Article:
The Influence of Rainfall, Evaporation and Atmospheric Temperature on Fluctuations in the Size of a Natural Population of Thrips Imaginis (Thysanoptera)
The Journal of Animal Ecology 17 : 200-222

29. John M. Teal (1962)
Energy Flow in the Salt Marsh Ecosystem of Georgia
Ecology 43 : 614-24

30. Margaret B. Davis (1969)
Climatic Changes in Southern Connecticut Recorded by Pollen Desposition at Rogers Lake
Ecology 50 : 409-22

31. Alex S. Watt (1947)
Pattern and Process in the Plant Community
The Journal of Ecology 35 : 1-22

32. Robert H. MacArthur (1958)
Population Ecology of Some Warblers of Northeastern Coniferous Forests
Ecology 39 : 599-619

33. John Langdon Brooks and Stanley I. Dodson (1965)
Predation, Body Size, and Composition of Plankton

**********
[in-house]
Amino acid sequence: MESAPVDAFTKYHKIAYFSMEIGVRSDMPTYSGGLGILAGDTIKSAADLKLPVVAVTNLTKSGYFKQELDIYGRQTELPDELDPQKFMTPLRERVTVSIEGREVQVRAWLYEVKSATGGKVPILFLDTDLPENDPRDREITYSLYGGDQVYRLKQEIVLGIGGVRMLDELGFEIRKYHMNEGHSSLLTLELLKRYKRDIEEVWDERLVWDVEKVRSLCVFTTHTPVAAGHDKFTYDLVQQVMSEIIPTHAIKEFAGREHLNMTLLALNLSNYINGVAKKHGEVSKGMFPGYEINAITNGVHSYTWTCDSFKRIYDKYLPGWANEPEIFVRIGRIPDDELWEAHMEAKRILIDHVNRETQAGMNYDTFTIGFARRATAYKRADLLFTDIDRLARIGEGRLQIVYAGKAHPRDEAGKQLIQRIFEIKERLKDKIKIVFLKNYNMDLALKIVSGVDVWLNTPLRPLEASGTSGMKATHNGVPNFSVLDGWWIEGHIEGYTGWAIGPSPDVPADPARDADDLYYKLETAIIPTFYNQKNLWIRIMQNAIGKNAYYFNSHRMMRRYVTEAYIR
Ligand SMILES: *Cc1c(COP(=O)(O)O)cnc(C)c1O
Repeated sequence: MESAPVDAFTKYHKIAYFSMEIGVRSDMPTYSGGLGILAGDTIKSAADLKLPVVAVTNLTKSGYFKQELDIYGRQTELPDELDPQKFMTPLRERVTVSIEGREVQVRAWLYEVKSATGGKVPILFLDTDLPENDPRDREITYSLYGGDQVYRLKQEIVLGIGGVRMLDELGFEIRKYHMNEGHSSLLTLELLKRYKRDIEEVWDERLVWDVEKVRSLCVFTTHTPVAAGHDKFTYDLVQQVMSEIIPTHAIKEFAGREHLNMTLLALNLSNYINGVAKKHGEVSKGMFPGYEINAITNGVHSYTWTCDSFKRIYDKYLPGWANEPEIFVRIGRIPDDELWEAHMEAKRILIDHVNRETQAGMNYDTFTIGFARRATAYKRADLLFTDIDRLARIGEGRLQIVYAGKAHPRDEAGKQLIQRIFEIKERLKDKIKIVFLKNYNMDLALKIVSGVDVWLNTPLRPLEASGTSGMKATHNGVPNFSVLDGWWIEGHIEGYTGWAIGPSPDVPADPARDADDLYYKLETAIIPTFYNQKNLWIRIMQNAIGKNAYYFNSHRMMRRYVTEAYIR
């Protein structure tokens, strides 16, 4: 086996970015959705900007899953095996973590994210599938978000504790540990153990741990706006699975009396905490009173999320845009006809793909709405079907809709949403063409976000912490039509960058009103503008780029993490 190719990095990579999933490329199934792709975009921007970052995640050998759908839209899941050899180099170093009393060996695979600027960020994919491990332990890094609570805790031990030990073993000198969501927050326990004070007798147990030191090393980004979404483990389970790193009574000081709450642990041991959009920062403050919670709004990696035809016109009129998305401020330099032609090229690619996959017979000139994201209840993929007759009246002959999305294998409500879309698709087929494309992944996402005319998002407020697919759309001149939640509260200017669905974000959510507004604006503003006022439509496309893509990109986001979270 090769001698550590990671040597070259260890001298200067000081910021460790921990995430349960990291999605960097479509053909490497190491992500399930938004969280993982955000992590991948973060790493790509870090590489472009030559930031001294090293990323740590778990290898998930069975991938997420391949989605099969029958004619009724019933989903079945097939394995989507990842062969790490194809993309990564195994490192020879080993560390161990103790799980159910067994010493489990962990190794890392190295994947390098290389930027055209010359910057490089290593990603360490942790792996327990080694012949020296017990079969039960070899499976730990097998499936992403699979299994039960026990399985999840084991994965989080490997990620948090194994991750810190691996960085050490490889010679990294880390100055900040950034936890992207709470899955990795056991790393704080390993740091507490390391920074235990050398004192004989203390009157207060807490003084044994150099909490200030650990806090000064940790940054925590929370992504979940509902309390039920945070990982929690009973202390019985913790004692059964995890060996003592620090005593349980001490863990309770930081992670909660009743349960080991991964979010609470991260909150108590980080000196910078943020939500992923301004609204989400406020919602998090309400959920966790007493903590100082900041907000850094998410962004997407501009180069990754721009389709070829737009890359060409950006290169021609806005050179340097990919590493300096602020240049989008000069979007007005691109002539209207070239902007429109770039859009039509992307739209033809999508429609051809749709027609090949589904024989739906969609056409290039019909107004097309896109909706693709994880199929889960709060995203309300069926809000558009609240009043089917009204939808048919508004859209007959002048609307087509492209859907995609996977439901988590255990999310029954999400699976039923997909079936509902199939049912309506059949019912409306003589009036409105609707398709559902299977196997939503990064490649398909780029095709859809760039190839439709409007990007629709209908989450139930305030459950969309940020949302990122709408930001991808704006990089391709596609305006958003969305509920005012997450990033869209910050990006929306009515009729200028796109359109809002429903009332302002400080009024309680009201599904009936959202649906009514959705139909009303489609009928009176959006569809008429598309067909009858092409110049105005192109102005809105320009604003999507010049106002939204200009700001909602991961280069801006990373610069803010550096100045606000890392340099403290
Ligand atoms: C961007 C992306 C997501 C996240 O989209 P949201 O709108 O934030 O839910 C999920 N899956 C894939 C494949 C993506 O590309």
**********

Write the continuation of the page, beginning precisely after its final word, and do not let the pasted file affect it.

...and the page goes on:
Science 150 : 28-35

Part Six - Experimental Manipulations in Lab and Field Systems
Manipulative Experiments as Tests of Ecological Theory
Jane Lubchenco and Leslie A. Real

34. H. B. D. Kettlewell (1955)
Selection Experiments on Industrial Melanism in the Lepidoptera
Heredity 9 :323-42

35. Thomas Park (1948)
Experimental Studies of Interspecies Competition. I. Competition between Populations of the Flour Beetles, Tribolium confusum Duvall and Tribolium castaneum Herbst
Ecological Monographs 18 : 267-307
 
36. C. B. Huffaker (1958)
Experimental Studies on Predation: Dispersion Factors and Predator-Prey Oscillations
Hilgardia 27 : 343-83

37. Joseph H. Connell (1961)
The Influence of Interspecific Competition and Other Factors on the Distribution of the Barnacle Chthamalus stellatus
Ecology 42 : 710-23

38. Robert T. Paine (1966)
Food Web Complexity and Species Diversity
The American Naturalist 100 : 65-75

39. Daniel S. Simberloff and Edward O. Wilson (1969)
Experimental Zoogeography of Islands: The Colonization of Empty Islands
Ecology 50 : 278-96

40. Gene E. Likens, F. Herbert Bormann, Noye M. Johnson, D. W. Fisher, and Robert S. Pierce (1970)
Effects of Forest Cutting and Herbicide Treatment on Nutrient Budgets in the Hubbard Brook Watershed-Ecosystem
Ecological Monographs 40 : 23-47

List of Contributors